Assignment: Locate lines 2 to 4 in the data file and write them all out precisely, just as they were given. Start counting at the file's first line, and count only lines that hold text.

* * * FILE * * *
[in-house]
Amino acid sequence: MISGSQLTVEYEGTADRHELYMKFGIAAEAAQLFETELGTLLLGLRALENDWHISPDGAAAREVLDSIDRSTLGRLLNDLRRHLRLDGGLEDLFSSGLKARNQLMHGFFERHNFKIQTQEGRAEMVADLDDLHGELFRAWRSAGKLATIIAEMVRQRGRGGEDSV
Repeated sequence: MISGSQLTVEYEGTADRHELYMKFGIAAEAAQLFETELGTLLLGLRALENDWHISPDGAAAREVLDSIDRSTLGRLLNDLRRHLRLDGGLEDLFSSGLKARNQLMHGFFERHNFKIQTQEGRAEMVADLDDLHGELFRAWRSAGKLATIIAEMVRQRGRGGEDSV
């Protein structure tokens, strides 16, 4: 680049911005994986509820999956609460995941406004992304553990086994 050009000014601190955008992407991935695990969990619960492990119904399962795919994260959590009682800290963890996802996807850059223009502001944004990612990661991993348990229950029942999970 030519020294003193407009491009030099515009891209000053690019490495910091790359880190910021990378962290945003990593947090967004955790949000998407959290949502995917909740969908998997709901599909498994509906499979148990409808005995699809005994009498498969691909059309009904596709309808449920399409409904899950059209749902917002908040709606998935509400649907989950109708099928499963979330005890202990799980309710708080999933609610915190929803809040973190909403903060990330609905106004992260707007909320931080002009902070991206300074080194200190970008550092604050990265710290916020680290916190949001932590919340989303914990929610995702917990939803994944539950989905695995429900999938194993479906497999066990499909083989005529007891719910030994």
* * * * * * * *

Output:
Amino acid sequence: MISGSQLTVEYEGTADRHELYMKFGIAAEAAQLFETELGTLLLGLRALENDWHISPDGAAAREVLDSIDRSTLGRLLNDLRRHLRLDGGLEDLFSSGLKARNQLMHGFFERHNFKIQTQEGRAEMVADLDDLHGELFRAWRSAGKLATIIAEMVRQRGRGGEDSV
Repeated sequence: MISGSQLTVEYEGTADRHELYMKFGIAAEAAQLFETELGTLLLGLRALENDWHISPDGAAAREVLDSIDRSTLGRLLNDLRRHLRLDGGLEDLFSSGLKARNQLMHGFFERHNFKIQTQEGRAEMVADLDDLHGELFRAWRSAGKLATIIAEMVRQRGRGGEDSV
């Protein structure tokens, strides 16, 4: 680049911005994986509820999956609460995941406004992304553990086994 050009000014601190955008992407991935695990969990619960492990119904399962795919994260959590009682800290963890996802996807850059223009502001944004990612990661991993348990229950029942999970 030519020294003193407009491009030099515009891209000053690019490495910091790359880190910021990378962290945003990593947090967004955790949000998407959290949502995917909740969908998997709901599909498994509906499979148990409808005995699809005994009498498969691909059309009904596709309808449920399409409904899950059209749902917002908040709606998935509400649907989950109708099928499963979330005890202990799980309710708080999933609610915190929803809040973190909403903060990330609905106004992260707007909320931080002009902070991206300074080194200190970008550092604050990265710290916020680290916190949001932590919340989303914990929610995702917990939803994944539950989905695995429900999938194993479906497999066990499909083989005529007891719910030994």